Child Care News for Parents November 27, 2013 -®
Child Care News for Parents
February 5, 2014
Welcome back. We hope you had a fantastic Christmas and summer holidays. Now everyone's back to school, pre-school and child care we cover off on a couple of very important issues for February. February is often extremely hot, so take note of our article on deadly dehydration, how to avoid it and how to read the warning signs. It's also now compulsory to be up to date with your vaccinations before enrolling in child care. Our article looks at what's required and if parents are right to object to "conscientious objectors". Plus we've introduced a new responsive design for this newsletter… optimised for mobile, tablet and desktop. Enjoy.
Parents object to conscientious objectors

Would you put your child in danger of disease?

On January 1 2014, a new law came into being that aims to ensure the health of our children in child care. Under the "no jab, no play" law, all children must be vaccinated for all the major disease as set out by the Immunisation Register before they can be enrolled into child care. Childcare centre operators can also face fines of up to $4000 for not keeping immunisation records up to date.

This has been policy in schools for several years, but from this school year, children who have not been vaccinated cannot be enrolled in any registered child care unless their parents lodge documents claiming they object on philosophical or moral grounds or giving medical reasons for their failure to immunise. Parents can however provide documents that prove their child is on a catch-up schedule if not already fully immunised.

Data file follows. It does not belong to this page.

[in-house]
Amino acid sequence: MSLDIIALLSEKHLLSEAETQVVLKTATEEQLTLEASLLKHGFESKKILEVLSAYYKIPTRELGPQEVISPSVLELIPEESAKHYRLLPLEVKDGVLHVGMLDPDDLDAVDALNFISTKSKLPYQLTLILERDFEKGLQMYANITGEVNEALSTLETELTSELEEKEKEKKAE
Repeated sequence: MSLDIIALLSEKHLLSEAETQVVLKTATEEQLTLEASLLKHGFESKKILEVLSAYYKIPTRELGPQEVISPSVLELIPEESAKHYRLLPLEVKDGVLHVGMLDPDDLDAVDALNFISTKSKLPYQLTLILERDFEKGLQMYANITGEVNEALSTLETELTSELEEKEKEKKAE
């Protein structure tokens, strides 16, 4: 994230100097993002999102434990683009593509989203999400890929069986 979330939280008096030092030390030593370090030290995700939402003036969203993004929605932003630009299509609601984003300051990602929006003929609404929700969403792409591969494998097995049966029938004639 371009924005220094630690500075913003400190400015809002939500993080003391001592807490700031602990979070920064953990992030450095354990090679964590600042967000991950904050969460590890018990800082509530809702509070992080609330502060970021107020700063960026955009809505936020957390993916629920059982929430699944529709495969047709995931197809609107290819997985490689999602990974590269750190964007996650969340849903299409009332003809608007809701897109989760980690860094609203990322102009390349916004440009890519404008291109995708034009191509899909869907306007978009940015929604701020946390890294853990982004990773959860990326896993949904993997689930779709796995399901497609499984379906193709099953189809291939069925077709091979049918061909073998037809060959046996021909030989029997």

But thousands of parents seem to be flouting this law by using the conscientious objector loophole to get them out of getting their children vaccinated. The conscientious objector numbers are higher than ever, increasing per capita as the population increases.
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Deadly dehydration

Make sure your child is properly cared for in the heat

Summer is still in full swing and February can often be the hottest month of all. Already this summer has seen some very extreme conditions and record-breaking temperatures and February is likely to be very hot as well.

While we are vigilant with our children about sunburn and sunstroke, dehydration can be far worse and is one of those awful silent killers that is so easy to avoid, but in very young children, extremely dangerous.

Babies and young children are particularly susceptible to dehydration and should be watched carefully during hot weather. Infants can quickly lose body fluids through sweat, which can lead to dangerous dehydration. They need to drink regularly, wear light clothing and be kept cool.

The following signs to look out for and tips (in conjunction with Better Health Victoria) should ensure that your baby or small child stays healthy and hydrated in the heat.
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